Walk into the first installation that greets visitors to Pivot Points: 15 Years and Counting at the Museum of Contemporary Art North Miam and you will see a room plastered over in psychedelic imagery that is splashed across the floor and covers the ceiling. The hyper collage includes paint, photography, film, a stairwell, flashing lights and music, and comes from the collective duo who go by the name assume vivid astro focus (avaf). This piece shot them to fame when it premièred at the 2004 Whitney Biennial.
It’s a good introduction: The rest of the exhibit is happily chaotic as well, if not as crazy.
Pivot Points is not a curated show, it’s a collection of more than 50 works — most of which have recently been donated to MOCA from artists the museum has featured — in honor of its 15th year anniversary. That means it is filled with cutting-edge work from very contemporary artists, the basis for MOCA’s collection. Various disciplines are represented, from sculpture and installation to painting, drawing and video. While we’ve seen these artists before here, most pieces are newly acquired.
After you adjust your senses upon departing the avaf room (they were highlighted in a 2008 group show), two little watercolors from Chris Ofili change the tone entirely. Born in England of African heritage, the Turner Prize winner dominated headlines in 1999 with his black Madonna, which included elephant dung on the canvas. New York Mayor Rudy Giuliani thought it blasphemous when it appeared in the controversial Sensations exhibit. These small pieces are much more subdued, but still distinctly from his hand.
Another artist who straddles English and African worlds is Yinka Shonibare. His sculptural installation comprised of 27 headless dolls, Lady Na Master, is a stunner. These dolls are dressed in colorful garb that immediately appears to be associated with classical African outfits, and they are standing on a very high wooden table, so the perspective is skewered. These dresses surrounding their headless, hence voiceless, torsos are more complex, we are warned. Shonibare’s art often deals with the complicated results of colonial-subject interaction. Although based on African design, the textiles are actually Dutch — suggesting a circuitous, tangled relationship between cultures. This piece also gets a room to itself, as it should.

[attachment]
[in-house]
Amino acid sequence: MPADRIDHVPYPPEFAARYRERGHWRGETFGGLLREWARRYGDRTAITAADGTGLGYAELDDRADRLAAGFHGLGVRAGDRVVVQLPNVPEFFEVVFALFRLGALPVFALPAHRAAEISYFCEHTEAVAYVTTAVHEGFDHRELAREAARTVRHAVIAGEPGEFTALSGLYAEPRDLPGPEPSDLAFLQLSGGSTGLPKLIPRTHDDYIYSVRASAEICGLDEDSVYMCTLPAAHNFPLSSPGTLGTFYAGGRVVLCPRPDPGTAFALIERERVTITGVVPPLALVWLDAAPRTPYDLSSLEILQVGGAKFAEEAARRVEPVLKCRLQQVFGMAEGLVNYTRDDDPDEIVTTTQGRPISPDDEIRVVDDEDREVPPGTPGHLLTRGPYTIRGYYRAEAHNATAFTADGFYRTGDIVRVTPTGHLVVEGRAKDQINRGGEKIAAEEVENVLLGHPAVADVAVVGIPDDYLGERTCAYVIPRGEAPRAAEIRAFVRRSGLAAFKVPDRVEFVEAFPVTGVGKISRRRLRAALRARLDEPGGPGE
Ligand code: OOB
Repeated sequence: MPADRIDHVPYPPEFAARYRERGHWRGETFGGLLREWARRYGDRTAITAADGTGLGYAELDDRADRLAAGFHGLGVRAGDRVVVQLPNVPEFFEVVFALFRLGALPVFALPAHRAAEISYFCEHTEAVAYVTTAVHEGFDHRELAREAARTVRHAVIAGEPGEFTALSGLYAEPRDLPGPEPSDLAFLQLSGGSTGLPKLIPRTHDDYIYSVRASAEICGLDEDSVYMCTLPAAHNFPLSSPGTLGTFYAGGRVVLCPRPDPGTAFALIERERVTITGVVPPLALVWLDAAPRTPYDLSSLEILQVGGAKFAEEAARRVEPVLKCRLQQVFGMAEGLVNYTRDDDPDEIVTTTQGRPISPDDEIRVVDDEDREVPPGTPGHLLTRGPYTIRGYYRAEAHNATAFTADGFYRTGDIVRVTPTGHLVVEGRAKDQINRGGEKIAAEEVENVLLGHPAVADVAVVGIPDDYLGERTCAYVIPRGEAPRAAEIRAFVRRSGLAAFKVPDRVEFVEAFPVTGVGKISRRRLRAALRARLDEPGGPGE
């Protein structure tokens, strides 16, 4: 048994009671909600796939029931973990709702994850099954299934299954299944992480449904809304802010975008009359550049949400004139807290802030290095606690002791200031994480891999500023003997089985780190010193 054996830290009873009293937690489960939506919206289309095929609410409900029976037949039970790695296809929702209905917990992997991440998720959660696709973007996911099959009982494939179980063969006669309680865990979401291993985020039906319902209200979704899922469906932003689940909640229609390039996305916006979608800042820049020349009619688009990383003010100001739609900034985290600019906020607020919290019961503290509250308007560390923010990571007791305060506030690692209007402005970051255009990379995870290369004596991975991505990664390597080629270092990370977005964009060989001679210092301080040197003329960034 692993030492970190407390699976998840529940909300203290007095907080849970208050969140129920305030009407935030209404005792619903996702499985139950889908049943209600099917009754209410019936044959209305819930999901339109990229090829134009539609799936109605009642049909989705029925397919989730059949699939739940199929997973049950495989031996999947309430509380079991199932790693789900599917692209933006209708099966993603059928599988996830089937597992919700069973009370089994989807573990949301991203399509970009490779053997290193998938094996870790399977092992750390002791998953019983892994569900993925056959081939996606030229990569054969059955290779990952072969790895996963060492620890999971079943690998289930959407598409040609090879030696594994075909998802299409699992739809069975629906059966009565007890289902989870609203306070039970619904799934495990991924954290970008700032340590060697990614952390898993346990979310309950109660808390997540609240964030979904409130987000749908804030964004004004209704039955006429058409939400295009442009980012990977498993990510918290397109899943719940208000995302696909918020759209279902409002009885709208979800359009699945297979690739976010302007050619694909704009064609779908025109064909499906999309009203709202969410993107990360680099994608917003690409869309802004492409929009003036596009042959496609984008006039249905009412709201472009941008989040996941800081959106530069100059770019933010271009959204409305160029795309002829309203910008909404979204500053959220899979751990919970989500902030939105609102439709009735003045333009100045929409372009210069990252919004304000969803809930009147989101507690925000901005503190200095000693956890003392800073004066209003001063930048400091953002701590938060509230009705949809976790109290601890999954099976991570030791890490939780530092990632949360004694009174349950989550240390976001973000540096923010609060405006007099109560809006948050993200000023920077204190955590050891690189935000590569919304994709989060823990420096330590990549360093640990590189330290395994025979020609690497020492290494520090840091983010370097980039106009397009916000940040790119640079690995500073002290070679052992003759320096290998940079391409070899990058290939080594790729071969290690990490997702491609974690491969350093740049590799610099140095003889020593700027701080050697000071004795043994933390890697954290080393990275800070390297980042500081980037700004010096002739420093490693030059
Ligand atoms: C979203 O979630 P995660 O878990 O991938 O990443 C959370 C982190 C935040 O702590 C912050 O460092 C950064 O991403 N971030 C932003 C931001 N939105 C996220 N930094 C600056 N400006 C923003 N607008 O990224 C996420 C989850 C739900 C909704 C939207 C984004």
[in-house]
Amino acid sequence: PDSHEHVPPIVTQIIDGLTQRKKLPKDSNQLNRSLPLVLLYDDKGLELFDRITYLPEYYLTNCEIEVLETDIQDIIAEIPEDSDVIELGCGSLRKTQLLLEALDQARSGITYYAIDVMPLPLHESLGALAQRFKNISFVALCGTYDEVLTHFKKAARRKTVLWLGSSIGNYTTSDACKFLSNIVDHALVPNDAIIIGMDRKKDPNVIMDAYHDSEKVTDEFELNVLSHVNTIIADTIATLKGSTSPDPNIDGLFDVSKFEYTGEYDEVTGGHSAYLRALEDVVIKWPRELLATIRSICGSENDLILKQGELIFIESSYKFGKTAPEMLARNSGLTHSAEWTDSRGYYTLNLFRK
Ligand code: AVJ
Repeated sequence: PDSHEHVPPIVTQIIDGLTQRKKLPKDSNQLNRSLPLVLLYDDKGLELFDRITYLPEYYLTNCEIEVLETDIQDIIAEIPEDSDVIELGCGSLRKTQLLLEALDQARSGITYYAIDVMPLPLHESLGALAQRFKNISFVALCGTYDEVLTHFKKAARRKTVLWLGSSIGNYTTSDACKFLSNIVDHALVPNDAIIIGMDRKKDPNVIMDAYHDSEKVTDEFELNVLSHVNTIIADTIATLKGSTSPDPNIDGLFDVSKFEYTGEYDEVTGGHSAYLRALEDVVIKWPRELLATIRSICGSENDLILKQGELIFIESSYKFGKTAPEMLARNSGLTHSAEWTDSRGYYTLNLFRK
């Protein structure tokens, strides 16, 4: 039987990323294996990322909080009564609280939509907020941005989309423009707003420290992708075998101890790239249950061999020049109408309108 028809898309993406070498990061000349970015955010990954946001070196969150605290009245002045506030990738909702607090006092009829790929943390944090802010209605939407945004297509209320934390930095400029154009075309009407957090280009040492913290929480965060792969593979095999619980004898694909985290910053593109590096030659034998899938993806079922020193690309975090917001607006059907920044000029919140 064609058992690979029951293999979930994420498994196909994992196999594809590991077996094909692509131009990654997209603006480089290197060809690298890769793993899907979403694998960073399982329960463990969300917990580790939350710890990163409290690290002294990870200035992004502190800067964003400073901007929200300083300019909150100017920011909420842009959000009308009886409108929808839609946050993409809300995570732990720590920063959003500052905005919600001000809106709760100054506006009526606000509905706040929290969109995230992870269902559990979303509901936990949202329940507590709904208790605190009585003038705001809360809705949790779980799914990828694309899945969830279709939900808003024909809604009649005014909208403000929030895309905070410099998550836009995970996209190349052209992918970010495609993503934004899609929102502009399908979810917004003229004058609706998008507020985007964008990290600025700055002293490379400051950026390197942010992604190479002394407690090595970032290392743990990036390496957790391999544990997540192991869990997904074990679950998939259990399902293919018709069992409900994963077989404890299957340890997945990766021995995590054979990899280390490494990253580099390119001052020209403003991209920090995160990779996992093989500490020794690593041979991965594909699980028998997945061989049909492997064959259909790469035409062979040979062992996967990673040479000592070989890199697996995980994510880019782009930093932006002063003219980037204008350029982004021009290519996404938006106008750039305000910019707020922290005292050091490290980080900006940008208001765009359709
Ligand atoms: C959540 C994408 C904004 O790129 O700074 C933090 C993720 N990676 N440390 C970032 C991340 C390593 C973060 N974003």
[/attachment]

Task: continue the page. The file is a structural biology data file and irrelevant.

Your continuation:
In another room are two prominent works from two German artists. One is the sweeping, huge oil-on-canvas from Albert Oehlen, one of a batch of artists who helped bring painting back after critics declared it dead. He is an abstract painter, but one who doesn’t shy from entwining the figurative into his canvas commentary.
Standing in front of the Oehlen is a big, bronze sculpture from German Jonathan Meese, to whom MOCA gave a solo show two years ago. Both those artists are known for collaborations, so museum director Bonnie Clearwater likely wanted them to “talk” together in this room as well.
This type of artistic relationship pops up throughout the exhibit. Although there is no particular thematic thread except that these are pieces from artists who have made MOCA what it is, one can follow strains in contemporary art — from how artists deal with Minimalism, abstraction, representation, in all of the wide variety of materials and techniques available to us today. Clearwater has always had a specific direction in which she wanted the museum to move, so many of these works do have a relationship with each other, if not in form than in spirit.